Canadian researchers reported that dieters with the most organochlorines (pollutants from pesticides, which are stored in fat cells) experienced a greater than normal dip in metabolism as they lost weight, perhaps because the toxins interfere with the energy-burning process. In other words, pesticides make it harder to lose pounds. Other research hints that pesticides can trigger weight gain. Of course, it's not always easy to find—or to afford—a whole bunch of organic produce. So you need to know when organic counts, and when it's not that important. Organic onions, avocados, grapefruit? Not necessary. But choose organic when buying celery, peaches, strawberries, apples, blueberries, nectarines, bell peppers, spinach, kale or collard greens, cherries, potatoes, and imported grapes; they tend to have the highest levels of pesticides. A simple rule of thumb: If you can eat the skin, go organic.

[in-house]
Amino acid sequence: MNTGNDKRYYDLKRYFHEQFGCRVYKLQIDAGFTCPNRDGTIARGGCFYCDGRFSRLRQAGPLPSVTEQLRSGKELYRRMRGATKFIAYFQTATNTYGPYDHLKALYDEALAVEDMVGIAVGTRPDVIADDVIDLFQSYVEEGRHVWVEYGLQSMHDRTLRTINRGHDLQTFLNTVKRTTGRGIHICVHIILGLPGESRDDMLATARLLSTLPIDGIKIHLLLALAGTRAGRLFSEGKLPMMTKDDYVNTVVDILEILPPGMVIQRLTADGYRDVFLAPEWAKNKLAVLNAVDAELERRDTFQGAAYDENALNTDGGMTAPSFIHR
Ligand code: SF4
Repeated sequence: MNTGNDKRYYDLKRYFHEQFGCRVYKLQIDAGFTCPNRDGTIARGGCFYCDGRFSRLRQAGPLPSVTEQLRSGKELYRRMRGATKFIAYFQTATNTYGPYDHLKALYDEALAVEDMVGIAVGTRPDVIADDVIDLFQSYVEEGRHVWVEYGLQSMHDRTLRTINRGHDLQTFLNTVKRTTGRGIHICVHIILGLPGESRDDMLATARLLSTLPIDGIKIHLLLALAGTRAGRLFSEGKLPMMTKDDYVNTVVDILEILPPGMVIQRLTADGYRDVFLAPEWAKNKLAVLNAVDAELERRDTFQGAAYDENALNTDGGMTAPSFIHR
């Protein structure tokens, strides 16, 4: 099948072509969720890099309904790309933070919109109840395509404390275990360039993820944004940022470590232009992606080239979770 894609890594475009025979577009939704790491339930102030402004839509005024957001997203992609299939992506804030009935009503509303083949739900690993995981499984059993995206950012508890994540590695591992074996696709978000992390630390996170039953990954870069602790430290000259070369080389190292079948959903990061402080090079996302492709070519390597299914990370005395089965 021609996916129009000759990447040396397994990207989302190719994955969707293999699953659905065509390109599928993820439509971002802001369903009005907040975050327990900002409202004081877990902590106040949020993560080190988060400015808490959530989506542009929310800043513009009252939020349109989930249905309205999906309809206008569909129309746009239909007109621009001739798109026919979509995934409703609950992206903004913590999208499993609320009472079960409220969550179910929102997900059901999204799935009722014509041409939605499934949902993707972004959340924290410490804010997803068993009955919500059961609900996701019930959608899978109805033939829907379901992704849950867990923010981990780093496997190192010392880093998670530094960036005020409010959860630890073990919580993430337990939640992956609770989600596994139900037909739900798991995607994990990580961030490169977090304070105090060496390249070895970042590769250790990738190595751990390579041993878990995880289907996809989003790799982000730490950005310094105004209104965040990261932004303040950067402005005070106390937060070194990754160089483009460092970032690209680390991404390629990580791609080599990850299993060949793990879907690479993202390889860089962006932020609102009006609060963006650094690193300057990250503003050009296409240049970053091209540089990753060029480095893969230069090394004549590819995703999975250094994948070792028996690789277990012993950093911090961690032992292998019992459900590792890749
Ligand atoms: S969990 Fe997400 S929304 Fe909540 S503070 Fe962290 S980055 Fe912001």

Whether you sit or stand at work may play as big a role in your health and your waistline as your fitness routine. In one study researchers discovered that inactivity (4 hours or more) causes a near shutdown in an enzyme that controls fat and cholesterol metabolism. To keep this enzyme active and increase your fat burning, break up long periods of downtime by standing up—for example, while talking on the phone.
German researchers found that drinking 6 cups of cold water a day (that's 48 ounces) can raise resting metabolism by about 50 calories daily—enough to shed 5 pounds in a year. The increase may come from the work it takes to heat the water to body temperature. Though the extra calories you burn drinking a single glass don't amount to much, making it a habit can add up to pounds lost with essentially zero additional effort.